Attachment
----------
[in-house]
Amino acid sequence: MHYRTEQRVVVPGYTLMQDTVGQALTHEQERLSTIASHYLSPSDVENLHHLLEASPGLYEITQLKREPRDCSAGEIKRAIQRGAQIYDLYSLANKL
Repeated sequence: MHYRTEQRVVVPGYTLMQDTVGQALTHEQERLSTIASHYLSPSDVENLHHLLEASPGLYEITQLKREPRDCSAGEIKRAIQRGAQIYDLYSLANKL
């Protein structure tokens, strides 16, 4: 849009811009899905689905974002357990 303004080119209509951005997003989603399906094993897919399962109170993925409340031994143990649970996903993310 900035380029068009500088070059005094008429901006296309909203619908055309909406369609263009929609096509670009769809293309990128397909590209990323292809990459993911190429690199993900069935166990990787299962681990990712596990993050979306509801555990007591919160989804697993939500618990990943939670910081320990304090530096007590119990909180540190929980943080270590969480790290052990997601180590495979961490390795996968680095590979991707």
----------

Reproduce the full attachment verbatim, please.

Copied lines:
[in-house]
Amino acid sequence: MHYRTEQRVVVPGYTLMQDTVGQALTHEQERLSTIASHYLSPSDVENLHHLLEASPGLYEITQLKREPRDCSAGEIKRAIQRGAQIYDLYSLANKL
Repeated sequence: MHYRTEQRVVVPGYTLMQDTVGQALTHEQERLSTIASHYLSPSDVENLHHLLEASPGLYEITQLKREPRDCSAGEIKRAIQRGAQIYDLYSLANKL
């Protein structure tokens, strides 16, 4: 849009811009899905689905974002357990 303004080119209509951005997003989603399906094993897919399962109170993925409340031994143990649970996903993310 900035380029068009500088070059005094008429901006296309909203619908055309909406369609263009929609096509670009769809293309990128397909590209990323292809990459993911190429690199993900069935166990990787299962681990990712596990993050979306509801555990007591919160989804697993939500618990990943939670910081320990304090530096007590119990909180540190929980943080270590969480790290052990997601180590495979961490390795996968680095590979991707």